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Copyright © 2003 Express Publishing Inc.
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Wednesday, July 21, 2004


Wilderness boosts Westís economy

Study confirms opinion of many in business

Express Staff Writer

The prosperity of rural Western communities is directly tied to designated wilderness areas, national parks and other protected public lands.

Thatís according to a report released this week by the Sonoran Institute, an Arizona-based nonprofit conservation-oriented organization established in 1990. But itís not news to local conservation organizations.

The Idaho Conservation League last spring amassed signatures from 135 Idaho business owners who support wilderness designation in the Boulder and White Cloud mountains of Central Idaho.

The Idaho business leaders commended the efforts of Rep. Mike Simpson, R-Idaho, to see that some of the stateís most special wild places stay as they are for future generations.

The Sonoran Instituteís report, Prosperity in the 21st Century West, looked at federal economic statistics from 400 Western counties and found that new businesses, investments and residents tend to locate near public lands. The better protected the public lands are, the more they contribute to the economic well being of local families and businesses.

"The Westís pristine open spaces are among the regionís greatest economic assets," said economist Ray Rasker, author of the study and director of the Sonoran Instituteís socioeconomic program. "Communities near protected lands are beautiful places to live and work. And with access to airports and an educated workforce, they have a huge competitive advantage in the global economy."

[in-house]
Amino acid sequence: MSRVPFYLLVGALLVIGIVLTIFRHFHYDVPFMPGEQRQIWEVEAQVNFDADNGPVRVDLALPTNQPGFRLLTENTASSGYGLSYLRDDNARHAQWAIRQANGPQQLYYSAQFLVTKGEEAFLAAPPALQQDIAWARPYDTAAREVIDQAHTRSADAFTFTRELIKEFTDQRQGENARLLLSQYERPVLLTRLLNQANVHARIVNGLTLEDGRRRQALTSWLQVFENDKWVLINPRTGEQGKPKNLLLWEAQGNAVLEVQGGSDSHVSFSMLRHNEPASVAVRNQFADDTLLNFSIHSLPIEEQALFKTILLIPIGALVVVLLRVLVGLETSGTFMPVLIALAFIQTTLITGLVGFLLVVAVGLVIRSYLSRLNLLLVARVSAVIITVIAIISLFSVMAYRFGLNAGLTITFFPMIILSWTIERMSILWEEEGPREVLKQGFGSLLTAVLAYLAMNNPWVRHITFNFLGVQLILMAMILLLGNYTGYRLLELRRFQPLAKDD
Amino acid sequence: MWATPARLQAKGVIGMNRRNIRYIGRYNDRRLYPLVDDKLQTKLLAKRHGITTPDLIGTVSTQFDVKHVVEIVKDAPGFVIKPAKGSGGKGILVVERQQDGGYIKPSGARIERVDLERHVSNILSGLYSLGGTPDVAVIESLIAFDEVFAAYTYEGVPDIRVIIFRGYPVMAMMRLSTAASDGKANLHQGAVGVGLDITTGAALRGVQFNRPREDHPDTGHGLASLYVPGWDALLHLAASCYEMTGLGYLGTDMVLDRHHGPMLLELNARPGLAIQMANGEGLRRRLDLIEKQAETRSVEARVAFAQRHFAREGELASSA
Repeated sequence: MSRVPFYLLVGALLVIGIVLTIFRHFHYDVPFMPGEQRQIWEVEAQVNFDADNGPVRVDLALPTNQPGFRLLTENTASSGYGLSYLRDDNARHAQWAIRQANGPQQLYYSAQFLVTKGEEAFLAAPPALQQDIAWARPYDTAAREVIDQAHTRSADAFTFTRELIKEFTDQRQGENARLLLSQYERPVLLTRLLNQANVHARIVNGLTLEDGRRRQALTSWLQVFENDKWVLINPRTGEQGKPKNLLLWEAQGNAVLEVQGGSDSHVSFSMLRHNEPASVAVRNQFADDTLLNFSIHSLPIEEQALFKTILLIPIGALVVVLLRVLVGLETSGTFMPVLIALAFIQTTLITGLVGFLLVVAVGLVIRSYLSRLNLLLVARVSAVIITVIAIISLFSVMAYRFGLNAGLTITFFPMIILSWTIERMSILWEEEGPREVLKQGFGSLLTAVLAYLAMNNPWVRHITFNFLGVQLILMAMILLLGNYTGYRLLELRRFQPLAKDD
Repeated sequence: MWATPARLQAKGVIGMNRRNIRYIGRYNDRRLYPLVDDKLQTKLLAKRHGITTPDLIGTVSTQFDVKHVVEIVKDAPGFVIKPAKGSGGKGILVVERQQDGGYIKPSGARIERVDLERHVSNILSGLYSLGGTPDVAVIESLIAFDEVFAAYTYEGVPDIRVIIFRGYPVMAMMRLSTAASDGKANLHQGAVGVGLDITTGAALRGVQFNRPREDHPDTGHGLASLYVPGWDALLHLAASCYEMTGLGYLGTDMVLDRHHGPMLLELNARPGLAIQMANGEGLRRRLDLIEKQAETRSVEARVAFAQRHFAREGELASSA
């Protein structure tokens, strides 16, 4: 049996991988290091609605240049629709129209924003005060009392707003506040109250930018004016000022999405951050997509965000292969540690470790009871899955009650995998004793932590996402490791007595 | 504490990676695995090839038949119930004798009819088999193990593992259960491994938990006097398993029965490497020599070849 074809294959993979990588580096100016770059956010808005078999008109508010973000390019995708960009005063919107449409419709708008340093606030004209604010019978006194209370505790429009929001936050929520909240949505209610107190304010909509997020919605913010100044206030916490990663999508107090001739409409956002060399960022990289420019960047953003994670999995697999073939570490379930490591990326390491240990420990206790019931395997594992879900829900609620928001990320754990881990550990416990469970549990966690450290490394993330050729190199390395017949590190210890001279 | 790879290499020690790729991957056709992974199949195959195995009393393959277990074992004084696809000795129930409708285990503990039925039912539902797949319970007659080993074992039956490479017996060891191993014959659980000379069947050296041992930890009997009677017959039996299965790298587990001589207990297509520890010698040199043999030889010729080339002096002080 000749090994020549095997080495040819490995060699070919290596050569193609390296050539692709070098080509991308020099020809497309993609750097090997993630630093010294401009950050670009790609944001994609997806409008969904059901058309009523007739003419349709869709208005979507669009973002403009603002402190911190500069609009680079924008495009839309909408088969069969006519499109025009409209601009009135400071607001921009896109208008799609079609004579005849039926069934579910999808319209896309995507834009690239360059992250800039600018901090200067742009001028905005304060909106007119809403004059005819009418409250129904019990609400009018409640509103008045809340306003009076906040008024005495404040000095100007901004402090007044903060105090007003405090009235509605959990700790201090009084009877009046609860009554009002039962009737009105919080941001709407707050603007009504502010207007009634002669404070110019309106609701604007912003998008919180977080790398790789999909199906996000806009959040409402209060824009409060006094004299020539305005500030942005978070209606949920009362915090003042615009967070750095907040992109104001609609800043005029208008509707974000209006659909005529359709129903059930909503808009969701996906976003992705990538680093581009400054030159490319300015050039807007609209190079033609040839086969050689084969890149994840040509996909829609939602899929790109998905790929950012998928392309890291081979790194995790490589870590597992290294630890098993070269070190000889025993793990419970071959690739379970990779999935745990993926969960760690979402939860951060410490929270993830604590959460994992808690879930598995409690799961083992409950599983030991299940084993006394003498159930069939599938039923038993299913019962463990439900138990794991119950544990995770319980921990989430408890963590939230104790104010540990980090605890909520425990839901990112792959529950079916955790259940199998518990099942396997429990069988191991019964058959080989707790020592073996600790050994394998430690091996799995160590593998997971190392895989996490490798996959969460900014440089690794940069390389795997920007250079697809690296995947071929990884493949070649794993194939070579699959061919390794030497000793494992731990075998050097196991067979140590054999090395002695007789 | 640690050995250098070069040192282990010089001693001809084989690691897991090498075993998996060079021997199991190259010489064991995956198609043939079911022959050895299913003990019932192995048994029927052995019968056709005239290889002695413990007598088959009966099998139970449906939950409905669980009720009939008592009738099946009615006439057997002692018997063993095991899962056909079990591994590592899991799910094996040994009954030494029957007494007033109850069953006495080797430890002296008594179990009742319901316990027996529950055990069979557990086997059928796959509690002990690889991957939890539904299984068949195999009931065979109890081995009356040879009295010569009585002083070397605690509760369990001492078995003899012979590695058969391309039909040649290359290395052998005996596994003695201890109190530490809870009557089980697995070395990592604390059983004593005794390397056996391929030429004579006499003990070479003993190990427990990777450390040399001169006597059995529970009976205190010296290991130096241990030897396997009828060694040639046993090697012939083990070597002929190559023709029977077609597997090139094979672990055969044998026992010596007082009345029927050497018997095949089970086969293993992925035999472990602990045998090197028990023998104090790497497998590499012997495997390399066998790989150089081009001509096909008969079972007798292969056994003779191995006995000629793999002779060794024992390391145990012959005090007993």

According to the Sonoran Institute, the reportís findings contradict the conventional criticism that wilderness designations hurt rural Western communities by locking up natural resources that can be mined, logged or drilled.

The report goes on to say that the Westís traditional income sources, while important for economic diversity, have a minor role in the Westís overall cash flow. Public lands attract and retain well educated, dynamic residents who demand a growing range of job producing services.

"The quality of life offered by the experience of wild lands attracts people who want to move to our community," said Carol Waller, executive director of the Sun Valley-Ketchum Chamber & Visitors Bureau. "It attracts tourism visitors, and it also attracts people who appreciate it so much they decide to relocate their businesses here, which in turn helps diversify our economy."

According to Eric Sorensen, Sonoran Institute program director, the study goes beyond the growing cloud of recreation and tourism industries.

"Rather, the report demonstrates that public lands, especially lands managed for conservation, have higher concentrations of jobs and other income sources. They draw people who want to live and work in rural areas and act as a magnet to keep existing residents from wanting to leave."

The study is available online at http://www.sonoran.org/programs/prosperity.html.


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The Idaho Mountain Express is distributed free to residents and guests throughout the Sun Valley, Idaho resort area community. Subscribers to the Idaho Mountain Express will read these stories and others in this week's issue.